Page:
Well, All Knarloc green here. Try to avoid painting all the deepest recessess. The black undercoat here left unpainted immediately creates a sense of depth. The less effort, the faster it takes right?

The base itself was ultimately covered with Chardon Granite.

Done with the basecoats. It could go onto the table now, but that's not going to win one enough points for painting effort in any tournament. So, the next step. Drybrushing. (or wetbrushing, or... well, brushing.)

Step 3: Brushing (Drybrushing/wetbrushing)
Time taken: 1 hour.
1. Dip paintbrush in paint. (up to half the hair, not the whole brush!)
2. Find a rag/tissue/absorbent material. Dab brush onto material. Brush back and forth. Remove most of the paint. The idea is to leave a faint trace as the brush moves across the surface.
3. apply onto model's hard edges.

1. See step 1 in drybrushing101
2. Find another rag or use the same tissue. Remove most of the paint, but not all of it.
3. Apply onto model's hard/sharp edges. be very gentle. You don't want to end up changing the basecoat color into drybrushed grey.

Colour used: GW Foundation Astronomican Grey

Lower Torso/hip

dab dab dab dab dab dab. Remember. you can always brush 2x, 3x 4x, but undoing is harder than just pressing that back arrow.

The Imperial Eagle

This part was masked by bluetack during the roughcoat spray. You can see how the eagle and door hinges are defined, while the
armored parts are rough, and caught bits of the drybrush. Nothing like one brush creating many outcomes.

The main Hull
As you can see, the eagle again was masked, and when drybrushed, has a different look to the rest of the armoured parts. The searchlight was also lazily painted with tausept ochre as a base. (yellow is yellow!)

dab dab dab. over all the sharp edges in the army, and randomly across the flat parts. the Roughcoat picked up random effects.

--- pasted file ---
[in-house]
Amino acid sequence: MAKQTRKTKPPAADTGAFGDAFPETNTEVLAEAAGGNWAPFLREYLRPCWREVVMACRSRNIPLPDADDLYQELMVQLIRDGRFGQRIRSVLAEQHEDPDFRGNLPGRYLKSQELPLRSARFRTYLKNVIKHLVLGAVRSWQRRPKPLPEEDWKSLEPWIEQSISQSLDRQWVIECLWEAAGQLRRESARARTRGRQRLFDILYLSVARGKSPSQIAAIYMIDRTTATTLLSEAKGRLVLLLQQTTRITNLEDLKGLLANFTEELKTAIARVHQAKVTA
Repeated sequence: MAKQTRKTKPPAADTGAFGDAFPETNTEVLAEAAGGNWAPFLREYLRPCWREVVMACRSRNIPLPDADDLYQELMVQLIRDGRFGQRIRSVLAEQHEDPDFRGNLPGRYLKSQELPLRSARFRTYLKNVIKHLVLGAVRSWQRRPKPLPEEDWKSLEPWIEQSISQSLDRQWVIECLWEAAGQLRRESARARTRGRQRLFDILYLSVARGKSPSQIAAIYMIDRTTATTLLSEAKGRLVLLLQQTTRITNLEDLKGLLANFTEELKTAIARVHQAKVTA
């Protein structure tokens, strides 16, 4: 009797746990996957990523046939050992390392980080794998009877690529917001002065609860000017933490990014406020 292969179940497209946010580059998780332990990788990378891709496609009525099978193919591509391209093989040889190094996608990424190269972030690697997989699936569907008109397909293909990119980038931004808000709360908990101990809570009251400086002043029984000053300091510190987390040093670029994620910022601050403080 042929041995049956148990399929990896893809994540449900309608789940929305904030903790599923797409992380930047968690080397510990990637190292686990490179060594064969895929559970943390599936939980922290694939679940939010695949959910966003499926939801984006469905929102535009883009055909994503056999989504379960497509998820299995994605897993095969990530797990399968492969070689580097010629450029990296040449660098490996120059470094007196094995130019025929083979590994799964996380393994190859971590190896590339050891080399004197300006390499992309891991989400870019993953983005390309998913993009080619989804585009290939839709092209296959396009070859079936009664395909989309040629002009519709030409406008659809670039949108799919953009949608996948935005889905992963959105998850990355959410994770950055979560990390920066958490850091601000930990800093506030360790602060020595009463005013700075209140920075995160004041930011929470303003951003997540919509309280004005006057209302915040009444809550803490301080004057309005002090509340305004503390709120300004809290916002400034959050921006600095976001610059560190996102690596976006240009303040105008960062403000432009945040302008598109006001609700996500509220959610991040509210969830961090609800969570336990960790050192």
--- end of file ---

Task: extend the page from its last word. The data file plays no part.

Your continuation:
At this point, one might think the drybrushed effect is too severe. There's another step!

The interior cockpit/back exhaust.

The dark undefined adeptus battlegrey has been highlighted with the lighter astronomican grey. Immediate weathering.

Same outcomes with the legs, feet and autocannon. Instant depth, highlighting. Truly, an easy technique to use when looking to do masses of models.

Step 4: Magic Ink (or that new GW wash!)
Time taken: 45minutes and overnight to dry.

Wash: GW Badab Black
Wash: GW Ogryn Flesh (only for the pilot)
Wash: GW Asurmen Blue (only for the pilot's goggles)
Wash: GW Devlan Mud (for the bedroll and other brown bits and the base)

Quick. Very quick. Remember worrying about the drybrushing being a little too extreme? Well, magic ink is here. Just run Badab Black liberally over the whole model where it was green or grey. Woosh. Instant extra depth and balancing. Ogryn flesh all over the brown bits.

The pilot's face was washed with Ogryn Flesh.

At this stage, the model is more than ready to add to the army painting score in any tournament. Sure, you're not in the running for best painted model, but best painted army? why not if its all done well?

Step 5: Fine bits

Other random colors:
Vallejo Model Color blue, pale yellow, green something.
GW Foundation Mechrite Red, Necron Abyss, Solar Orange

Extreme highlighting. You may have noticed the bright yellow-streak running across the autocannon ammunition. one dab of pale yellow there, and on the edges of the pilot's bedroll.

That orange power cable on the side of the autoccannon. The varying color sensors. The searchlight's random brighter yellow dots.

Oh, and very very steady hand to dot the pilot's eyes. If you don't want to do that, well, then think about positioning the pilot looking down. Nobody can see his eyes then without a dentist's mirror!

Other bits. cockpit interior switches in different color. Command stick's LCD radar screen. Whatever one finds fun in painting on.

That was fun. It could have been done in less hours, but hey, I'm slow and OCD when it comes to models and getting it righter.

The above picture of the foot, shows, (badly), just how the different steps look. You can stop anytime, or do all of it. The more steps taken, the better the model should look.

Then again, beauty's in the eye of the beholder.


Postscript: I added freehand the ghostly image of the Cadia regiment on the door, as well as unit markings for the 609th Regiment. Perhaps the start of an army?